Latest African space industry report shows sector growth

June 25th, 2019, Published in Articles: EE Publishers, Articles: PositionIT, Featured: EE Publishers, Featured: PositionIT

Market research analysts Space in Africa has released the African Space Industry Report – 2019 Edition, which covers Africa’s journey in space from 1998 through May 2019. It explains how the industry has already reached over $7-billion of annual revenues and is projected to grow at a 7,3% compound annual growth rate to exceed $10-billion by 2024.

Regional and national space programmes and policies in Africa are becoming extensive. Already, 19 African countries have national space programmes and there is an emergence of commercial companies developing space technologies and offering services in Africa.

From 1998 through May 2019, 32 satellites were launched into orbit by eight African countries: Algeria, Angola, Egypt, Ghana, Kenya, Morocco, Nigeria, and South Africa. In addition to the 32 national satellites, African institutions jointly funded three other satellite projects – RASCOM-QAF1, RASCOM-QAF1R, and New Dawn – for regional operations. Fifteen of the 35 satellites were launched in the last four years, indicating the growth rate at which the continent is embracing space technologies to power the its growth and improve the lives of its people.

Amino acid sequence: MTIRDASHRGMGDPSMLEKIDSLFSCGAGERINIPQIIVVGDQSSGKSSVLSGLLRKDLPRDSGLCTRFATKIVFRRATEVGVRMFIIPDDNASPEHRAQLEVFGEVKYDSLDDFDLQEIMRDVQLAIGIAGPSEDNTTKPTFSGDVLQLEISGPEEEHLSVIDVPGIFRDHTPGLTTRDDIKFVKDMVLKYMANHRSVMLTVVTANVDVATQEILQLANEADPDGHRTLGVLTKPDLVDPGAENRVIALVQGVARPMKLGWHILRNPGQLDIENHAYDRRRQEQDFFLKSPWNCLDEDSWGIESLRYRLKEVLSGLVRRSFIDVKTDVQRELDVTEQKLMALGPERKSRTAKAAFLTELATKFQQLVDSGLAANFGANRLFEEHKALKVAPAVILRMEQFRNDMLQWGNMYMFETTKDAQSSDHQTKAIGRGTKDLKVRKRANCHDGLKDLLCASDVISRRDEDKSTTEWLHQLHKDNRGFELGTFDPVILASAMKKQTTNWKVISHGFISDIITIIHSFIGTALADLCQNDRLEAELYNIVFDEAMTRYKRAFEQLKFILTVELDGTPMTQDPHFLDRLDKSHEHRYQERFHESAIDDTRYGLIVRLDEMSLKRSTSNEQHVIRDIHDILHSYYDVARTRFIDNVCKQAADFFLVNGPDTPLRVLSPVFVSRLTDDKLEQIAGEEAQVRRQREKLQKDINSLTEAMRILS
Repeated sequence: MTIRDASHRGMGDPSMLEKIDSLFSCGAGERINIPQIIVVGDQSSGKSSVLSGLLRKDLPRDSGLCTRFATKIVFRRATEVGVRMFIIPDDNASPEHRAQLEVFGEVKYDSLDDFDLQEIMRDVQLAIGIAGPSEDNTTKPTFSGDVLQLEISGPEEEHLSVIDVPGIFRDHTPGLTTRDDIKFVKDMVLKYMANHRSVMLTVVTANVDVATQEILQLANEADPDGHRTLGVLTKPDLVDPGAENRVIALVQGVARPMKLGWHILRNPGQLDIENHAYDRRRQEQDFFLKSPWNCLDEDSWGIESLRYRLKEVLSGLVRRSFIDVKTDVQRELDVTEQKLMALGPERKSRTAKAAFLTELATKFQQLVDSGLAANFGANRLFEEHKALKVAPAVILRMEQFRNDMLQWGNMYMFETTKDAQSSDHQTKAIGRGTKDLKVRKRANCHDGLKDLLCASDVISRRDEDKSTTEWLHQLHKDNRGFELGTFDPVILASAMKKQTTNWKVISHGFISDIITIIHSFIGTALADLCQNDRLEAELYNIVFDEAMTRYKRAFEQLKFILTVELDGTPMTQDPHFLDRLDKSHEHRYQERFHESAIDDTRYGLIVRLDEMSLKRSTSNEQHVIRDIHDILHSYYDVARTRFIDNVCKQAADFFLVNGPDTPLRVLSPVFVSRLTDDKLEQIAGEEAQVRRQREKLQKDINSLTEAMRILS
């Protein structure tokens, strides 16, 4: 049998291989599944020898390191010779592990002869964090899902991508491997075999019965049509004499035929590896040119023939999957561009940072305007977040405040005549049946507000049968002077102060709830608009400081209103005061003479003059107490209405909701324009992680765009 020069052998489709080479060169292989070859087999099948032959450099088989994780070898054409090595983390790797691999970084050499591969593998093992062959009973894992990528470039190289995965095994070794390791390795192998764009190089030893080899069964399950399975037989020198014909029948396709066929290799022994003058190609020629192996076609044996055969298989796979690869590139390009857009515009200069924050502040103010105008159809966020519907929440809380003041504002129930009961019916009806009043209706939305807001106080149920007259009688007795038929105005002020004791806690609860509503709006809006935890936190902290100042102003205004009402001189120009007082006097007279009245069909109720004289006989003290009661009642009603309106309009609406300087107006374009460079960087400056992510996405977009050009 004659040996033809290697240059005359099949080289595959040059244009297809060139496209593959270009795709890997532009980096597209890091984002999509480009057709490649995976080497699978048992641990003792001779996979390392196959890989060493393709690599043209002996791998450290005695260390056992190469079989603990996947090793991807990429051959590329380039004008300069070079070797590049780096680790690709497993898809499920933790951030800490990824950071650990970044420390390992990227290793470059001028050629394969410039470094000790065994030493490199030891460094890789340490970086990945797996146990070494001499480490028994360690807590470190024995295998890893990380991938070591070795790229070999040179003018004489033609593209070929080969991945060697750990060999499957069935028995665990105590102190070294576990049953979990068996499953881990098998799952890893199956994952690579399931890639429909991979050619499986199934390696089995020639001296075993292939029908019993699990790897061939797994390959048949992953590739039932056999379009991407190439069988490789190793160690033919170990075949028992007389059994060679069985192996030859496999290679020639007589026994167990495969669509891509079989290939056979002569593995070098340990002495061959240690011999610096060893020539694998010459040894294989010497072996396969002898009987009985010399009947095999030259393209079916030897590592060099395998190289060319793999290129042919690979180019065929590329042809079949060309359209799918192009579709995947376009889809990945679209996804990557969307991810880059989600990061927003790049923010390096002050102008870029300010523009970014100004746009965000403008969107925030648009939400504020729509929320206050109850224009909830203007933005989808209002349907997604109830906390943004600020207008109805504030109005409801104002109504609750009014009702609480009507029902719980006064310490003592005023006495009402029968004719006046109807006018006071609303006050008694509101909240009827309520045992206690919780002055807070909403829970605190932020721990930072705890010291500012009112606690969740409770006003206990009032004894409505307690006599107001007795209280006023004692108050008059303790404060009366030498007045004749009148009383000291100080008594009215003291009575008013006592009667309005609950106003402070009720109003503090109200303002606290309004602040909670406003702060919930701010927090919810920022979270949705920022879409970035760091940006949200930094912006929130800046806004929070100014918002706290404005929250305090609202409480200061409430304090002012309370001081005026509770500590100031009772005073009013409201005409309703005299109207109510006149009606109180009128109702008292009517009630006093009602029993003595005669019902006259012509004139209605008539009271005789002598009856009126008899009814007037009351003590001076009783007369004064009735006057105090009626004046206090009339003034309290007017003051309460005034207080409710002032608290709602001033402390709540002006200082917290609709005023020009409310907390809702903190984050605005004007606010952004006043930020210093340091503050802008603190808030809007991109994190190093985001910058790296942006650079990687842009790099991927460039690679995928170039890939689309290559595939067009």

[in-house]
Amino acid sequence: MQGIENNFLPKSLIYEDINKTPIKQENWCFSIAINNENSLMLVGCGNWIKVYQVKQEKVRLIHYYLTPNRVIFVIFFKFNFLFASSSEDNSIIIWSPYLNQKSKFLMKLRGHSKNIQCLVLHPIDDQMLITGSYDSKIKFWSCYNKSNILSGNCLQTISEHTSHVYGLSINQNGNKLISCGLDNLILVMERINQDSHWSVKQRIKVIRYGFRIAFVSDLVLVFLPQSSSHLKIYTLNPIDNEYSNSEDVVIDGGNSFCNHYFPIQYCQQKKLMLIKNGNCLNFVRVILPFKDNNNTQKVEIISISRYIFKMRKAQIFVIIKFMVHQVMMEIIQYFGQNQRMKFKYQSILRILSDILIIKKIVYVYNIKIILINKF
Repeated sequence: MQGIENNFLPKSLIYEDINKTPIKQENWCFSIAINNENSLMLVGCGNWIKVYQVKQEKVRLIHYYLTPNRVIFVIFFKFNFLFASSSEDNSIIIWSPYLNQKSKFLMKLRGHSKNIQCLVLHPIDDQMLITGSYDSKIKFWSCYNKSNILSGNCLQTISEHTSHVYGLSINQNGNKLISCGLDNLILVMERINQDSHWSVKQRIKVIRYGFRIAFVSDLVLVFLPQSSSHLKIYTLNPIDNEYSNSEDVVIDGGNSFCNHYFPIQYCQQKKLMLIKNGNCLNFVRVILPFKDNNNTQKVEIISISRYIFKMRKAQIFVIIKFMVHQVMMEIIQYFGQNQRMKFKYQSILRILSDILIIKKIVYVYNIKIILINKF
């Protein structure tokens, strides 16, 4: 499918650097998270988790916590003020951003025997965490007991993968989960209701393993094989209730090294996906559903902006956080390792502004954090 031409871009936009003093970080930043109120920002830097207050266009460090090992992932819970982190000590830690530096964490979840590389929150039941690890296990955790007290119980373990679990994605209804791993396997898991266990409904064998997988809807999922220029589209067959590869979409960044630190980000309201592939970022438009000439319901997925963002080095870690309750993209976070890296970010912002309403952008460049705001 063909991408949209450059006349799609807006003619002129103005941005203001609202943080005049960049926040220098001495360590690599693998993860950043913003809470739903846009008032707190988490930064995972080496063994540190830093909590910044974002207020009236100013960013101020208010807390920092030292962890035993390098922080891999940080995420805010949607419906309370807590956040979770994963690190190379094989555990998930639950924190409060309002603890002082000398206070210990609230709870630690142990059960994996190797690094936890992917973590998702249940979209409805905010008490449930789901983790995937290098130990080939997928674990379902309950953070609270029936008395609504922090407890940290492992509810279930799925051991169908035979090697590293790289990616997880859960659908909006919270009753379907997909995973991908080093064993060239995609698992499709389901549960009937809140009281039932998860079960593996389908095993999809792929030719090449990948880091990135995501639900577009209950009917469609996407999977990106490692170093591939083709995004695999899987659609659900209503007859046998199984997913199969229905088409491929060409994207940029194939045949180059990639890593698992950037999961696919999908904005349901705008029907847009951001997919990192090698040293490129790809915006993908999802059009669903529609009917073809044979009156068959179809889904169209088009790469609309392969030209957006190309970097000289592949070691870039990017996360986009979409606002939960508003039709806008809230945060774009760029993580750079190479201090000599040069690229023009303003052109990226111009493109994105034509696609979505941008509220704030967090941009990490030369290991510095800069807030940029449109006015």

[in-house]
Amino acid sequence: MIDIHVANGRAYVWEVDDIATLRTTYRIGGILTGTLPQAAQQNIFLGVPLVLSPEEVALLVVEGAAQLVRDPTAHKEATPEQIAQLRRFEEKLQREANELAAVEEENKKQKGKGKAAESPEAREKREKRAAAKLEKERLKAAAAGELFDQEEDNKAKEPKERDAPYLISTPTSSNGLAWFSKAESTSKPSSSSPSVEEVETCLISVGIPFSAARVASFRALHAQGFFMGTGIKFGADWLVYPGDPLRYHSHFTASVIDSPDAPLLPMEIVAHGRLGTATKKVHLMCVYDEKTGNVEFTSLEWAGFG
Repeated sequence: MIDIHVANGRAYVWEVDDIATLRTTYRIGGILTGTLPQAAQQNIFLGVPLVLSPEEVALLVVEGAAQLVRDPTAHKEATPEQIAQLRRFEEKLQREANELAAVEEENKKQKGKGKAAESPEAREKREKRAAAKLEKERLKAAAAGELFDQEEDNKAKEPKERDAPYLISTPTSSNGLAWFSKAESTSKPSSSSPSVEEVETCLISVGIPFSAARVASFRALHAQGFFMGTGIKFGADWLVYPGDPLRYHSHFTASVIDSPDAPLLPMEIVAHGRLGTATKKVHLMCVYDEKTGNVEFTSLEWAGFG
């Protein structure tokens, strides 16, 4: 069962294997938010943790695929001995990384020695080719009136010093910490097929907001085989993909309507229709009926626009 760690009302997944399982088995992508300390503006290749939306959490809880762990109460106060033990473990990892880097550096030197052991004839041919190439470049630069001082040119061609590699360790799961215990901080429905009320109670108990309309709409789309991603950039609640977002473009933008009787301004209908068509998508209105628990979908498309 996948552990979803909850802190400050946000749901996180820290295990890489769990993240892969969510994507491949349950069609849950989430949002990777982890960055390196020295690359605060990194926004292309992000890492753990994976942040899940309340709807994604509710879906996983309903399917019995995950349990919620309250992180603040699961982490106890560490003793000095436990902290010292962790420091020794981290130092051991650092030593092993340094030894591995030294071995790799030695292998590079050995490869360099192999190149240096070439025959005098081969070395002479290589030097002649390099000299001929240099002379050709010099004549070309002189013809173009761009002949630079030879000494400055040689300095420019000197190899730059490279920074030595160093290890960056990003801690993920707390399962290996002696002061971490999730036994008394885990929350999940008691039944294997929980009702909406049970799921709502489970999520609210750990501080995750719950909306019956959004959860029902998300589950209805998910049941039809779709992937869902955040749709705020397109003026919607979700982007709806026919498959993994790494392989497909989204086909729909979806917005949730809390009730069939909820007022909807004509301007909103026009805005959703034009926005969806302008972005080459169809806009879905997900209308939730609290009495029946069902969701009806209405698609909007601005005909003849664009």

The satellite programmes include 14 earth observation satellites, ten communications satellites, eight technology demonstration satellites, a satellite for scientific experiments, an educational project satellite, and a military radar satellite.

The industry’s growth is driven by growing private economies, as complemented by national and regional strategic priorities. The new African Space Agency will complement national space programmes while implementing the continental space policy stipulated under the African Union Agenda 2063. This policy looks to grow the industry with a combination of expertise and products from outside Africa alongside the expansion of African capabilities to grow the industry for the benefit of all parties.

African engineers built 14 of the 35 satellites. There are business opportunities for local and foreign companies across the various sub-sectors of the African space industry. The non-African entities closing the most deals on the continent include Airbus Defense and Space (France), China Great Wall Industry Corporation (CGWIC), RSC Energia (Russia), Surrey Satellite Technology (UK), and Thales Alenia Space (France).

On the smaller end of the scale, a growing collection of new space start-ups in Africa have collectively attracted investment of over $200-million.

About 8500 people work across the African space industry. Approximately 2000 of them work for commercial companies, while others are employed by governments through national space programmes and research centres.

​The 166-page report provides a comprehensive understanding of the space sector in Africa, and analyses regional and national space programmes and policies in Africa. The report explores 19 African countries with national space programmes and profiles the commercial space companies that are developing space technologies and offering services in Africa.

Contact Space in Africa, info@africanews.space

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